Moral character is the spark to develop a martial artist to his full potential. Open, honest, and discipline in life to avoid corruption of finances, vanity, or evil. Pride must always be a shield to defend against vanity, but against arrogance as well. Actions, not an enemy’s definition or a rival from anther school, academy or community defines integrity. Those competitive remarks will never scratch the layer of integrity.
Respect and gratitude toward others has a strong effect on personal relationships, both at work or at school, and with friends and family. In community, respect develops your own inner spirit, your own ethical behavior and sets an example for those in the future. Others needs, and pains are acknowledged by your respect, as well as sincere concern for those less fortunate. Respect is also to be given to those who show it. For those who are not respectful, this is simply a mirror image of their own self-respect. If one cannot show respect daily, none other than himself or herself will unmask the mask of false respect. Respect those that are older, those that were great in the past and forgotten today, those that are younger and you must accelerate your patience to aid. Respect your community. Respect your values, and most of all, respect yourself. Respect senior ranks and their accomplishments. Respect your lineage, your origins and set a frame for those that will respect you in the future.
Acknowledged BJJ black belts under mandatory education of their progress, ethical standards and currently active*
Professor William Vandry (5th degree black belt)
Ed Aiken (1st degree)
Ted Osburn (1st degree)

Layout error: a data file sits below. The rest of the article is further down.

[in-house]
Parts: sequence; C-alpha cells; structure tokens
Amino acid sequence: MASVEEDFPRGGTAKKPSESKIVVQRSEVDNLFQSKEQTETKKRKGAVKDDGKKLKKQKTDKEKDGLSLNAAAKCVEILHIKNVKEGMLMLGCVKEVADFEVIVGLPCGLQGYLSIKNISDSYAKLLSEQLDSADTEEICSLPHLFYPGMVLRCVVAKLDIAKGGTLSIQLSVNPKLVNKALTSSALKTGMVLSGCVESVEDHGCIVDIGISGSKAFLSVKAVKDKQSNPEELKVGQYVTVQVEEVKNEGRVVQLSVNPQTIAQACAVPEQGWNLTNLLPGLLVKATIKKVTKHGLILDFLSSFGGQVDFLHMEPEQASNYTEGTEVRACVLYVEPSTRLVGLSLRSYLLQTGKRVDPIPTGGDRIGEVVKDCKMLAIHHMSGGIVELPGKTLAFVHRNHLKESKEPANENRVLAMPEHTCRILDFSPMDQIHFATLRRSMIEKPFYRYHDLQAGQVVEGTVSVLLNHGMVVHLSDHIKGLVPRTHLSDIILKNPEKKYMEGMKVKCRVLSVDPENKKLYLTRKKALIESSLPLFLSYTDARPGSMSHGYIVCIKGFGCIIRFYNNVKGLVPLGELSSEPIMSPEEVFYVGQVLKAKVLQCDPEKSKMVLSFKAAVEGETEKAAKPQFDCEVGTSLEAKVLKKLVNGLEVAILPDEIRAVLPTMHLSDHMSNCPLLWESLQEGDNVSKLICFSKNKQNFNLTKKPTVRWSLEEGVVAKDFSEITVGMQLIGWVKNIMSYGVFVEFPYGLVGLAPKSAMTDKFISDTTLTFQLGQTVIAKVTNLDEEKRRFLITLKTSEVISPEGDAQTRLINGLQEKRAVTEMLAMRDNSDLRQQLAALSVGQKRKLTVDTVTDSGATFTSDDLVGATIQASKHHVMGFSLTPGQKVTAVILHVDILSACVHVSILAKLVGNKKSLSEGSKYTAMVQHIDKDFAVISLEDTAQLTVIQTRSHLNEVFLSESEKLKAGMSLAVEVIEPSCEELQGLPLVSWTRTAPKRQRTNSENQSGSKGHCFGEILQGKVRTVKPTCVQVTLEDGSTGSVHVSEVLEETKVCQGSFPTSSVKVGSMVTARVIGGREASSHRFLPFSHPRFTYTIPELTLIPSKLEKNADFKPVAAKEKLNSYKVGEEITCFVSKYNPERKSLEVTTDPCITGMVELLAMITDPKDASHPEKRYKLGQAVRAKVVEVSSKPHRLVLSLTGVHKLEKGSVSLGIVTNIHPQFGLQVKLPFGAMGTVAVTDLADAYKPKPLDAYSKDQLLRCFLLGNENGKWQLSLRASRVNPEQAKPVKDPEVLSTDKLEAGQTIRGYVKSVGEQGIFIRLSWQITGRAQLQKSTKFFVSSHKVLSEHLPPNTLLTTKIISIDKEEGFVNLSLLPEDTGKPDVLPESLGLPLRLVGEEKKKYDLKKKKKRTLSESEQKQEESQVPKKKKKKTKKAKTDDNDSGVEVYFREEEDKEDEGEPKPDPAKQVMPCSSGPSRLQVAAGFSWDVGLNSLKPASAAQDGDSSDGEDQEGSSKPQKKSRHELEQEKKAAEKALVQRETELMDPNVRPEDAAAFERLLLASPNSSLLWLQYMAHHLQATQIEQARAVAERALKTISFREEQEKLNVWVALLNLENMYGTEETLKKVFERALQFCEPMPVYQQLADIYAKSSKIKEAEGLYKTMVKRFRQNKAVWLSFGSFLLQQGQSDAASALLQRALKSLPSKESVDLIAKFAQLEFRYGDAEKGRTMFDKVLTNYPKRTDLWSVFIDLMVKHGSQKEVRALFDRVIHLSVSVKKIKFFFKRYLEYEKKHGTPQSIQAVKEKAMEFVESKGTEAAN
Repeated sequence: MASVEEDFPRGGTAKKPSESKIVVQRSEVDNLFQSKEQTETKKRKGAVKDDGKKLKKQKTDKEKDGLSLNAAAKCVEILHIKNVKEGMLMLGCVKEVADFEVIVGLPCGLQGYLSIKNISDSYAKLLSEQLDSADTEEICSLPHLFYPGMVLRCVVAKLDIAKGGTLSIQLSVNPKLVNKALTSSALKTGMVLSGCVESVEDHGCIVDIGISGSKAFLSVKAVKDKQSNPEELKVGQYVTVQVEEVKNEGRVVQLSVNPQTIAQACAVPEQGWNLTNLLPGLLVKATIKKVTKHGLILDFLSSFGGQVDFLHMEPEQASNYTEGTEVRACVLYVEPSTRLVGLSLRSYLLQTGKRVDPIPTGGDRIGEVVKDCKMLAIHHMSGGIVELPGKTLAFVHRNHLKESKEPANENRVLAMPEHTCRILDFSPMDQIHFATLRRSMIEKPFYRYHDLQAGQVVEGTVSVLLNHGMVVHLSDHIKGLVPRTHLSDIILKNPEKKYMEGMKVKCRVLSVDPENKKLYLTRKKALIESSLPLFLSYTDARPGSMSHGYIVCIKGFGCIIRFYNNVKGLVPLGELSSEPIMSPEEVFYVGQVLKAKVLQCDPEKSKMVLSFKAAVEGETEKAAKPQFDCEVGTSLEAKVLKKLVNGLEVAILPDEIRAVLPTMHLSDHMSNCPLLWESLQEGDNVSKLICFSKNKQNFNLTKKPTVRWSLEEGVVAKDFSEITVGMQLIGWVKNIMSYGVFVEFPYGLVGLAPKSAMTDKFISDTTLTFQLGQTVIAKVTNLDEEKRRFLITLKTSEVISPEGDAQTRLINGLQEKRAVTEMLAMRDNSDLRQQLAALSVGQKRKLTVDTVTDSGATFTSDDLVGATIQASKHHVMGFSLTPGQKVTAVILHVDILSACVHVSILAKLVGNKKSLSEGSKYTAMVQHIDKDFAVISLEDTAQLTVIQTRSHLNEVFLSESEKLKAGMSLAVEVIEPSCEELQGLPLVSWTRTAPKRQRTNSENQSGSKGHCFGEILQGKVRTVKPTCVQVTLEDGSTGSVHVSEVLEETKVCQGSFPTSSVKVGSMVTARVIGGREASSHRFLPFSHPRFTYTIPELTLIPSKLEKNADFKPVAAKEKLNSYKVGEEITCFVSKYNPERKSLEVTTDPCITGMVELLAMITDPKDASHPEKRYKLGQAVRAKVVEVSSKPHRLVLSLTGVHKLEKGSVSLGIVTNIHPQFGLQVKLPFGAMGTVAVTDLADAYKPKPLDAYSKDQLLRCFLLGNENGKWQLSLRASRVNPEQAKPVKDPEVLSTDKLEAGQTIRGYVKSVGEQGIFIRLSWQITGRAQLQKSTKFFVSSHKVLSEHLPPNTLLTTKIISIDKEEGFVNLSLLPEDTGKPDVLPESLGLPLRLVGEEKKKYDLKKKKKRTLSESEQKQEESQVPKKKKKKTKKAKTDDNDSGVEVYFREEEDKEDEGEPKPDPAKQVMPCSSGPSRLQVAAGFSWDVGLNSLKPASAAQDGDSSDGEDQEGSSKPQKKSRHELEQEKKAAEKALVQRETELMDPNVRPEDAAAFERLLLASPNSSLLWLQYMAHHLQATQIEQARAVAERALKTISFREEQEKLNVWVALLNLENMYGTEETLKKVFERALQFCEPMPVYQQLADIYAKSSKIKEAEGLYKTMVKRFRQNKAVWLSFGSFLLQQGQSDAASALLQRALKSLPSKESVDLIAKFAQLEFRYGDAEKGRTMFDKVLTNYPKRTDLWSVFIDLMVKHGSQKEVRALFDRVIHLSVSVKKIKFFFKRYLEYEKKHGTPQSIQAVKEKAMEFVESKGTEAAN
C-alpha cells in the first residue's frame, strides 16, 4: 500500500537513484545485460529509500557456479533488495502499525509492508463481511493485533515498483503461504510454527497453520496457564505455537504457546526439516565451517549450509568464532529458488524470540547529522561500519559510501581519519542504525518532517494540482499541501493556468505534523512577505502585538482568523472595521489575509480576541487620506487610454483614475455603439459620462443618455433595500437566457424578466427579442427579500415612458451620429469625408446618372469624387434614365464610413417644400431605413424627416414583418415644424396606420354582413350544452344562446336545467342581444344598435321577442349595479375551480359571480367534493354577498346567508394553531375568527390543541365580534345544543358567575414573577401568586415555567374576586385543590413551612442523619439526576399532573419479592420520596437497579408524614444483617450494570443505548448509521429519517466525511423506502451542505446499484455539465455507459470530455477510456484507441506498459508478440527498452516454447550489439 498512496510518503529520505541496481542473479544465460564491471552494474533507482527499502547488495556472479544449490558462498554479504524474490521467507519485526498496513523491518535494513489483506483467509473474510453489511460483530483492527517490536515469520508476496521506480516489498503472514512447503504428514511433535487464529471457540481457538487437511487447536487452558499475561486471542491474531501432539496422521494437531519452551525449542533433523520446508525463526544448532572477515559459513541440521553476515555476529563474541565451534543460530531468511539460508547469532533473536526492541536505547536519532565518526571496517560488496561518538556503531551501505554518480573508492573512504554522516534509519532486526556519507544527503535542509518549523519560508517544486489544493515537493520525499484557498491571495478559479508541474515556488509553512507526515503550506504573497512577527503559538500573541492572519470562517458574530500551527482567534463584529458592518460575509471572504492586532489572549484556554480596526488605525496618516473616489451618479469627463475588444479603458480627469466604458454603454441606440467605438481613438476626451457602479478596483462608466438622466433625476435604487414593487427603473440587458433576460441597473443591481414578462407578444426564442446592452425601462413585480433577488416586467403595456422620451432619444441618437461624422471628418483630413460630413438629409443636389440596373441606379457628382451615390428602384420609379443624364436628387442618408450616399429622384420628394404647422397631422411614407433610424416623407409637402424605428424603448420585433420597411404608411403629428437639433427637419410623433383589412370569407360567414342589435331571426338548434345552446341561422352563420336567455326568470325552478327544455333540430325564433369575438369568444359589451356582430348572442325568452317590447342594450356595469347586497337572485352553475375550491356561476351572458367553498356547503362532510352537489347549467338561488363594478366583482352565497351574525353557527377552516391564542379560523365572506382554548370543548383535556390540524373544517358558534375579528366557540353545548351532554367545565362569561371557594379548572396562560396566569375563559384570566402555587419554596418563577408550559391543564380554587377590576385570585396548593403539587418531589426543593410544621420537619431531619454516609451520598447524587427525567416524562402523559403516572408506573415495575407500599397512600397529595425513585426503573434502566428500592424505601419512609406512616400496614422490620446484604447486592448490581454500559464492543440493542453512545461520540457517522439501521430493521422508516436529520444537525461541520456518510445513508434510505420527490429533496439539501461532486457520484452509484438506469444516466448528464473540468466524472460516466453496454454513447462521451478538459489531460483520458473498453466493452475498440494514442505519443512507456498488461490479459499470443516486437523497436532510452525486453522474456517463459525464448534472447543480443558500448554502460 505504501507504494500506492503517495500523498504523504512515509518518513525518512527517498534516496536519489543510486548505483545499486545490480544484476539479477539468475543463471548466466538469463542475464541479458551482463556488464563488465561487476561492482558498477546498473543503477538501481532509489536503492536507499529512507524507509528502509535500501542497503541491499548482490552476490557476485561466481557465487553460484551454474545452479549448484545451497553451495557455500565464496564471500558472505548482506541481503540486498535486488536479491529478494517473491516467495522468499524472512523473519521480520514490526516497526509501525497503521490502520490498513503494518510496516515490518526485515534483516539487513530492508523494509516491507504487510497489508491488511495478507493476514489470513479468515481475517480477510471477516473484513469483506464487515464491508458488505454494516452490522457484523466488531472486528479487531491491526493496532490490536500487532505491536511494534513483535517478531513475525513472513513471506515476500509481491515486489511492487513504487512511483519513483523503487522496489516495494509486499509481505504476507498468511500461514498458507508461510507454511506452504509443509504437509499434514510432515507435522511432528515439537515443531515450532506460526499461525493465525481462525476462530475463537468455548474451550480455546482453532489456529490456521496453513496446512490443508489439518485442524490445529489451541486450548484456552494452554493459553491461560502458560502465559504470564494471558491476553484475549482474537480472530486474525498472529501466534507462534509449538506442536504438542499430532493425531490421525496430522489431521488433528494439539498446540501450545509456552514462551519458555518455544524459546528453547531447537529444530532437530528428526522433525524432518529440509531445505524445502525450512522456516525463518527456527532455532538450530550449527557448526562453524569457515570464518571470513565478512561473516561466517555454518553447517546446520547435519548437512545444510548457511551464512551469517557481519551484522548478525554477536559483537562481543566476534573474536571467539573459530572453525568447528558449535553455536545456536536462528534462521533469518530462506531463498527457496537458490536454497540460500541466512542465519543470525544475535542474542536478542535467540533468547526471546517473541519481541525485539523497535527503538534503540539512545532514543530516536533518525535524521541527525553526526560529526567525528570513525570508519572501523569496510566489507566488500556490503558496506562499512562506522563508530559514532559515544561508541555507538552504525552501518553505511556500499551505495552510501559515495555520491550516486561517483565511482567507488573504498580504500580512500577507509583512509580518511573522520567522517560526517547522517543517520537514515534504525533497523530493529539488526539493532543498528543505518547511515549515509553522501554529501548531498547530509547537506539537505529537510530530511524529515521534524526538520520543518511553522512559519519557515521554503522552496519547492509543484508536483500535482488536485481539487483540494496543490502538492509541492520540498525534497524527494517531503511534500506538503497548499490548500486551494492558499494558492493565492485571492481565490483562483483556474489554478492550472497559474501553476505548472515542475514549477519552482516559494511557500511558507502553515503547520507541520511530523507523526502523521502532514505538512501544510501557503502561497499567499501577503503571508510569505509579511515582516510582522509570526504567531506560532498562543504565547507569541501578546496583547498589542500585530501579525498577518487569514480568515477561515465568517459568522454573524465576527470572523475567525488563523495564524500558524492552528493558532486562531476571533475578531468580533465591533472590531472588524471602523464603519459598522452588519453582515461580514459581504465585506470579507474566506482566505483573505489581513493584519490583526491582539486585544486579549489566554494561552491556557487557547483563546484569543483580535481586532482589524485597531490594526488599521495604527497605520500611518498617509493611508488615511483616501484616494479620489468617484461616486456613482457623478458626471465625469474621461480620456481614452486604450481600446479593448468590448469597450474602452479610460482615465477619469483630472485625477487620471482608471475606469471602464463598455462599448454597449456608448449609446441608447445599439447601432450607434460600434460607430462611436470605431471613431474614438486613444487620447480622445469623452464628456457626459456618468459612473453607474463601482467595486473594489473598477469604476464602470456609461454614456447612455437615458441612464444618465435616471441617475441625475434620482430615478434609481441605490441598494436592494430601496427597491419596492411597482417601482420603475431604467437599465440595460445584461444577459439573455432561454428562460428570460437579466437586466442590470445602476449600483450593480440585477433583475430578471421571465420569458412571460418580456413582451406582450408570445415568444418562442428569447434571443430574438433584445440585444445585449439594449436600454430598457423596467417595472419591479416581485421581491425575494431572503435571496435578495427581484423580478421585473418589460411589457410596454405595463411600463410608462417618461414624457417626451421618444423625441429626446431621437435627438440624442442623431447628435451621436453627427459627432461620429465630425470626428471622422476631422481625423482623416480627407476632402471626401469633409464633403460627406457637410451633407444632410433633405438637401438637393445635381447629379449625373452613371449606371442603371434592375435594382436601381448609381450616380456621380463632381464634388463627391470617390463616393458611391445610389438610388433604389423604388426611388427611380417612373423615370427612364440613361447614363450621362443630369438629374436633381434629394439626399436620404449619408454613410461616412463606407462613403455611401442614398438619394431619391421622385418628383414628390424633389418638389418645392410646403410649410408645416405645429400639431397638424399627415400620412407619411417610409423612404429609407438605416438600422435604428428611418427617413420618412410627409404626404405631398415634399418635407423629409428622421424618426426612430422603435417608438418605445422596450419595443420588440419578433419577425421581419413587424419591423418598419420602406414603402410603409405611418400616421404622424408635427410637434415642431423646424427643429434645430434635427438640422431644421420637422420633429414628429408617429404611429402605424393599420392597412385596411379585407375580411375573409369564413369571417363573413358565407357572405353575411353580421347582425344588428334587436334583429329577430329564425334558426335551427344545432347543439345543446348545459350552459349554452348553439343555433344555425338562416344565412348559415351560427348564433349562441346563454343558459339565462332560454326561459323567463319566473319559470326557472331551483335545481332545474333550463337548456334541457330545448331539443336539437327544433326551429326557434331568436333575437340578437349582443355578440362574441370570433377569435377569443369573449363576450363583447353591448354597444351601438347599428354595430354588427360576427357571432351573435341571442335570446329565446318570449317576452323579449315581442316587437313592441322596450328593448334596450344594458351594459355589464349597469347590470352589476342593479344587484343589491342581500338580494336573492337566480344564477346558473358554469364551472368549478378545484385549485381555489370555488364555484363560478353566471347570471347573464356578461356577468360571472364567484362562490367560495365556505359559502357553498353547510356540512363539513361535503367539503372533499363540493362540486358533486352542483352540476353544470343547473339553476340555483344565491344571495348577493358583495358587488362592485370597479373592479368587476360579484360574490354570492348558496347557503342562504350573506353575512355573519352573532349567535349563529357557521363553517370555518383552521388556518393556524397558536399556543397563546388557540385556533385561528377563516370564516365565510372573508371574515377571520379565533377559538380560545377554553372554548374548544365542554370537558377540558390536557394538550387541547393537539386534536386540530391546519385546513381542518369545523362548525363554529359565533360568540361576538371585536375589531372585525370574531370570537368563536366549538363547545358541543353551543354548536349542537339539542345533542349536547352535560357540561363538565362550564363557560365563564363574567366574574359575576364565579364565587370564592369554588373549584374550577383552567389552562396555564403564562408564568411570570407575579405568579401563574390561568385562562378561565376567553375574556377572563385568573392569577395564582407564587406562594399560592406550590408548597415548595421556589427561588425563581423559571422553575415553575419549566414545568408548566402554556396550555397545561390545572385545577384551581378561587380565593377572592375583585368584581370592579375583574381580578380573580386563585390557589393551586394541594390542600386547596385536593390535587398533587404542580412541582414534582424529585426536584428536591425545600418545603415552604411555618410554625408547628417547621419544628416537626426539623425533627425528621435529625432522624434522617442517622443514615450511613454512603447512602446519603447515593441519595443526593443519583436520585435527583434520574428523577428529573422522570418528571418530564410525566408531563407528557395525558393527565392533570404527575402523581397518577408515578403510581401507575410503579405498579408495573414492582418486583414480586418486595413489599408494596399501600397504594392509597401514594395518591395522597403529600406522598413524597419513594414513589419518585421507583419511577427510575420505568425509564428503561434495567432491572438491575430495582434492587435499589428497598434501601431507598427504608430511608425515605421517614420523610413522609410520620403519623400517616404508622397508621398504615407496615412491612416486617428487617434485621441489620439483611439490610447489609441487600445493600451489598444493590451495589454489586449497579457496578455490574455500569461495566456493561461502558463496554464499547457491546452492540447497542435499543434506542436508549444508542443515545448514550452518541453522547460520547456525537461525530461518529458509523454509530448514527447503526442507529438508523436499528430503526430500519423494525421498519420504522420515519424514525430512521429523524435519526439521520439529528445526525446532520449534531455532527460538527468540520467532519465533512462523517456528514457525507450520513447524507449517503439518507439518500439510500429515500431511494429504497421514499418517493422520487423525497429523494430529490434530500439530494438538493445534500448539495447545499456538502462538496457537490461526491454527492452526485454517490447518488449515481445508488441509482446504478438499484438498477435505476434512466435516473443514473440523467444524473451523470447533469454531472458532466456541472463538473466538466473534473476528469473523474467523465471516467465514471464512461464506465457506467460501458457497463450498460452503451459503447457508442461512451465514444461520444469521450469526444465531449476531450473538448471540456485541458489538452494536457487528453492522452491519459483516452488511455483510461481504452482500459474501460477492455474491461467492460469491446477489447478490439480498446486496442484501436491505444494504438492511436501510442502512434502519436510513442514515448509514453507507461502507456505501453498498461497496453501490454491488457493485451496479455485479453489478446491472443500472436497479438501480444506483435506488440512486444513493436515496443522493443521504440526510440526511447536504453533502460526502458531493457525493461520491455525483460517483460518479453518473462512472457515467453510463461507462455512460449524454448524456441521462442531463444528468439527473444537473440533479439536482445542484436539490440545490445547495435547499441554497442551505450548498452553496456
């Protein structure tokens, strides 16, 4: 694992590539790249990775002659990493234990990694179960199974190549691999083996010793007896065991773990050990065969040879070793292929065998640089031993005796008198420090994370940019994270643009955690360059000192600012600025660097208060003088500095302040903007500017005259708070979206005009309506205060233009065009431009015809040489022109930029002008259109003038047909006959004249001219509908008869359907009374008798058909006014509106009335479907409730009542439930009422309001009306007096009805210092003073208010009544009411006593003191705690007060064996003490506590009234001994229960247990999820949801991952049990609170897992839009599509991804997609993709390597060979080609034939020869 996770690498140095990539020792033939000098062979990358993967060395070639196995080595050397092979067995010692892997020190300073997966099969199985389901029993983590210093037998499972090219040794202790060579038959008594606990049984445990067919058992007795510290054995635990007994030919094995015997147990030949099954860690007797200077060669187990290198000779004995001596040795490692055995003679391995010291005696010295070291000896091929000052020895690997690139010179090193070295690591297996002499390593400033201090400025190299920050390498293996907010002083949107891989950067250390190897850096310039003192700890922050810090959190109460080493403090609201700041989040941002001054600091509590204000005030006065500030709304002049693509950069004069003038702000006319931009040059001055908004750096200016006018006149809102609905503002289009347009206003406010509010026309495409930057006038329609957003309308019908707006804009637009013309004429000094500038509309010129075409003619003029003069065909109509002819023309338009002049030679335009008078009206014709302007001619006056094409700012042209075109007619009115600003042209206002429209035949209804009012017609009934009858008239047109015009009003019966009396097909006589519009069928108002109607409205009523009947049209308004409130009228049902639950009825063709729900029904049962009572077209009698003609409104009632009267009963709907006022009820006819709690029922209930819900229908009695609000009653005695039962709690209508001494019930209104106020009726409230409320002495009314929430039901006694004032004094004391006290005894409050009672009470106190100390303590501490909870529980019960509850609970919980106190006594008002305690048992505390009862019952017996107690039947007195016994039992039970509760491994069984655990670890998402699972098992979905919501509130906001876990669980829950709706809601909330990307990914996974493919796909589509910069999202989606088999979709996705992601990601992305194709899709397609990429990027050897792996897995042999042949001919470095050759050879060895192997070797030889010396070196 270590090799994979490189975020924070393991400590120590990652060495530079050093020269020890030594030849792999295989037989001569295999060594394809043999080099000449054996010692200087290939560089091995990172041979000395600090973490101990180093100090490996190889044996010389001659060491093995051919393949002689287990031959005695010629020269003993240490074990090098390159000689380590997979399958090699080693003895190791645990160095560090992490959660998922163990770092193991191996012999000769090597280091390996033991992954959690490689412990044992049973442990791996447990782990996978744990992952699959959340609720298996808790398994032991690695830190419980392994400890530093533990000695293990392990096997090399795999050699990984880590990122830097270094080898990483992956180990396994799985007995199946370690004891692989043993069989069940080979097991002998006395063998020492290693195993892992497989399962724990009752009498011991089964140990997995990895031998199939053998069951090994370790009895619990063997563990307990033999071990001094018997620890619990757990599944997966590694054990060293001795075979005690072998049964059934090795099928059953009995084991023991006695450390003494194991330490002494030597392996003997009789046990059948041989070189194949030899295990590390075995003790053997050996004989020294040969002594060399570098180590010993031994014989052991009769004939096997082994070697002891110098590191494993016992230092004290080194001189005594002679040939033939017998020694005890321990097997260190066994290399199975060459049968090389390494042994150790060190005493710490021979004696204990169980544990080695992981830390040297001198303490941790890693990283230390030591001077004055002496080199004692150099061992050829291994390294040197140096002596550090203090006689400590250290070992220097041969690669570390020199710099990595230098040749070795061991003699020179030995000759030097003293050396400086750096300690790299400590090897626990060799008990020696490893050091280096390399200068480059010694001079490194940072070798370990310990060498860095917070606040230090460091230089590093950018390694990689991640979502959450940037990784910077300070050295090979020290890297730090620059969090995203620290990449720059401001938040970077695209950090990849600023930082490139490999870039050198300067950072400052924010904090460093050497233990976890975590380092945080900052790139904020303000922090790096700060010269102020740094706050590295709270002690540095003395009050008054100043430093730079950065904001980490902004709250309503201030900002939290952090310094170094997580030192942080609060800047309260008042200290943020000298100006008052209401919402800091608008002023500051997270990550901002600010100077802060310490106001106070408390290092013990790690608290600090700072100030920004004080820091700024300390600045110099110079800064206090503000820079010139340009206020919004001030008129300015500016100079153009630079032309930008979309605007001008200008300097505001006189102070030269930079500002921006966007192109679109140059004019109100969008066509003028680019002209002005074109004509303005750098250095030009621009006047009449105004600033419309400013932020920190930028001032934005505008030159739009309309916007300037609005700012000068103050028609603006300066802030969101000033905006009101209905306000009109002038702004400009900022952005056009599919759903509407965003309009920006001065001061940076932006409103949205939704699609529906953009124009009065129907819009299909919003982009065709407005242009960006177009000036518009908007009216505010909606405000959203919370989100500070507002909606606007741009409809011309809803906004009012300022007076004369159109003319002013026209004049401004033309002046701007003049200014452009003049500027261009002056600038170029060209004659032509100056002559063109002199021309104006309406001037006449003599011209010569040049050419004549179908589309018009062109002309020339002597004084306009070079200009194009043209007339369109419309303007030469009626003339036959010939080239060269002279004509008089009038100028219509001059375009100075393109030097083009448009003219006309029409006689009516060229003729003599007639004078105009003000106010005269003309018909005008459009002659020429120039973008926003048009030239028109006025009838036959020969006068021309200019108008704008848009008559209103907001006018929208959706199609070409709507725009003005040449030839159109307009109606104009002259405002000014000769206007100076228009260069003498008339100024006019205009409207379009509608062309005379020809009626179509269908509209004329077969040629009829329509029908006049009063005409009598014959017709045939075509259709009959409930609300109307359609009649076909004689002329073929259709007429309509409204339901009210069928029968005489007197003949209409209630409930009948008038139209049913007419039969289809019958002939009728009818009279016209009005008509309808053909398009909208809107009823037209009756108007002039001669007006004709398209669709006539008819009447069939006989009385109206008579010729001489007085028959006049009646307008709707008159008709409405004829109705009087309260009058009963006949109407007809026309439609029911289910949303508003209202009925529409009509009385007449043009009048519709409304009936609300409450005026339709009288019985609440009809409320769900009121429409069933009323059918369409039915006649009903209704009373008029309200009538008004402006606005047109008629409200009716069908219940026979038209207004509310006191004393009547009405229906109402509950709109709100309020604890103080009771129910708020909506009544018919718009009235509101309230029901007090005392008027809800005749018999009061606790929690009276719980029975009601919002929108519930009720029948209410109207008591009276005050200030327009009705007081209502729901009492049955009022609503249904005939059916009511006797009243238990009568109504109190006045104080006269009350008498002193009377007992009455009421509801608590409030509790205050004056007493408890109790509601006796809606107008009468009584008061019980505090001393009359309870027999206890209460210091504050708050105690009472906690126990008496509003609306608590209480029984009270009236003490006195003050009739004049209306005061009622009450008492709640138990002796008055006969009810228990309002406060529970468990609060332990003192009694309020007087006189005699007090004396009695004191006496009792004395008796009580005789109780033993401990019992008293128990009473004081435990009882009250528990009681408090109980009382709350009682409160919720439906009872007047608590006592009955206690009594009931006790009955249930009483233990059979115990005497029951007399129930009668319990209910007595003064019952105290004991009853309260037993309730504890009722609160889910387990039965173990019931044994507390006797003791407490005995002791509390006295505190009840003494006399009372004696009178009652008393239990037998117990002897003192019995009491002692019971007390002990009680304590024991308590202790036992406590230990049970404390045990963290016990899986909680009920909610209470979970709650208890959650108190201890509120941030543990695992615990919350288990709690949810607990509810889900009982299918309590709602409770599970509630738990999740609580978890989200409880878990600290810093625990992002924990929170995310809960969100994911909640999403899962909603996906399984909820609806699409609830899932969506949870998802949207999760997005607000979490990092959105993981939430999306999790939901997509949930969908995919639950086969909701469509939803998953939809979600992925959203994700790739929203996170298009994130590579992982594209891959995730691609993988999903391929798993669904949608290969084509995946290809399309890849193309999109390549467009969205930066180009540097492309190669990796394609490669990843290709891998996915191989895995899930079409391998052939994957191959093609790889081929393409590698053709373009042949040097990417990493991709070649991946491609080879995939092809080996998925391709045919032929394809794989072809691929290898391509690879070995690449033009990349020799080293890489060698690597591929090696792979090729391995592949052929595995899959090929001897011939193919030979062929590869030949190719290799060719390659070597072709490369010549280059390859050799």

Jay Hume (1st degree)
Matt Serfoss (1st degree)
Jesus Armas (1st degree)
Ian Haynes (Black belt)
Jeff Anderson (Black belt)
Michael Drabek (Black belt)
Josh Travesio (Black belt)
Jesse Armas (Black belt)
* Standards for acknowledgement are the daily practice of Jiu-jitsu technically and physically, to not practice unethical actions such as bullying, alcoholism, illegal drugs, illegal actions, physical violence such as assaults or sexual assaults, internet stalking or cyberstalking, squatting on other academies or soliciting other school’s students. Actions such as these are deemed unethical, reject the points above on a practice of Martial arts, the standards originated by Grandmasters Carlos and later Helio Gracie, to Rolls Gracie, to modern day. If those requirements are not practiced, or an unethical student practices behavioral traits such as solicitation of a fellow association school’s students to self promote, profit in a business manner, cause interference with contracts or prospective contracts, tortious interference, internet defamation, violence, or other unethical standards usage of Vandry Brazilian Jiu-jitsu, William Vandry or all common copyright protection laws associated will not allow usage of those names withour expressed, legal permission. Any unethical student is not acknowledged as an instructor or if not current in current education of BJJ under VBJJA.